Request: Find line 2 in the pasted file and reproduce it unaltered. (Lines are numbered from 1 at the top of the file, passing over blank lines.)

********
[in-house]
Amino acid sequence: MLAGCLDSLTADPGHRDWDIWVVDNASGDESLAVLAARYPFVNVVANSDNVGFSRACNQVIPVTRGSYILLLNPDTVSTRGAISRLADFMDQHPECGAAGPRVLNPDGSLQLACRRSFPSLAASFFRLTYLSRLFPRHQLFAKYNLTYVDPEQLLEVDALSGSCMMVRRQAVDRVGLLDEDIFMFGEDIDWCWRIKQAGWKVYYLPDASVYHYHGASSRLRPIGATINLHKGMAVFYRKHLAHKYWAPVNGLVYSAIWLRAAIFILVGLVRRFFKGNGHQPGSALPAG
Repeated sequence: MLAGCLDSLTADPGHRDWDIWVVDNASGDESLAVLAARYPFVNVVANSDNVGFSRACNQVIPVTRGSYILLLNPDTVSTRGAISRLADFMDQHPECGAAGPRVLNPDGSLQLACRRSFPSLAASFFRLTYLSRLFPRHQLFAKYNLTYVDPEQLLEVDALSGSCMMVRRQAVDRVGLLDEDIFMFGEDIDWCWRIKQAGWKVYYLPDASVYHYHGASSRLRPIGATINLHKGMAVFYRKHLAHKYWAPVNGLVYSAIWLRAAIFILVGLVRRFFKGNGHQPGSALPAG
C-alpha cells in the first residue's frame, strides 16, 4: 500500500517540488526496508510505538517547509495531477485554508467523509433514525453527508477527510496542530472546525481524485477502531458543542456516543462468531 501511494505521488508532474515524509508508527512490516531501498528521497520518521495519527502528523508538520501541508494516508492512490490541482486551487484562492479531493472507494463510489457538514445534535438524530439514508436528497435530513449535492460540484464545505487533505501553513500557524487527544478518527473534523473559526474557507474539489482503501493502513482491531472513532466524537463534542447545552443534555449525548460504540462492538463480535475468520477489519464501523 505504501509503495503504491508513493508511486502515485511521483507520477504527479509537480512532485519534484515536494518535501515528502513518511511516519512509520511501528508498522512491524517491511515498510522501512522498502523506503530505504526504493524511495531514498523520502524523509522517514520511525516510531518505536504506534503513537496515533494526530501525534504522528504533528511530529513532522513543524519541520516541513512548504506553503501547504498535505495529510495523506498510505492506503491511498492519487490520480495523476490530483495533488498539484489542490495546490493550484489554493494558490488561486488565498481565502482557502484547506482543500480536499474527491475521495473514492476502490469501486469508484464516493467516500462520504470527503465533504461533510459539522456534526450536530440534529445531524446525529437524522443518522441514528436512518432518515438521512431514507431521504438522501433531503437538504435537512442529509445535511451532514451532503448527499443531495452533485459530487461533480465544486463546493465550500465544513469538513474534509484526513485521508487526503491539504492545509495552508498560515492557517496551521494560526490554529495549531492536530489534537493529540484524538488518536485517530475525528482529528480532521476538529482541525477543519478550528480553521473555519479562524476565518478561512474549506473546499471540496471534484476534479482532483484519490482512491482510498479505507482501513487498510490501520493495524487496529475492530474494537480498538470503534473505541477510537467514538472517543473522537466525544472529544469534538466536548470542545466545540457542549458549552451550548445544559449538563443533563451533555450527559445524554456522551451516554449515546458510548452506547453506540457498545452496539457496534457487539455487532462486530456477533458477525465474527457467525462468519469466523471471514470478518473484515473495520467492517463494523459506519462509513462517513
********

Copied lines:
Amino acid sequence: MLAGCLDSLTADPGHRDWDIWVVDNASGDESLAVLAARYPFVNVVANSDNVGFSRACNQVIPVTRGSYILLLNPDTVSTRGAISRLADFMDQHPECGAAGPRVLNPDGSLQLACRRSFPSLAASFFRLTYLSRLFPRHQLFAKYNLTYVDPEQLLEVDALSGSCMMVRRQAVDRVGLLDEDIFMFGEDIDWCWRIKQAGWKVYYLPDASVYHYHGASSRLRPIGATINLHKGMAVFYRKHLAHKYWAPVNGLVYSAIWLRAAIFILVGLVRRFFKGNGHQPGSALPAG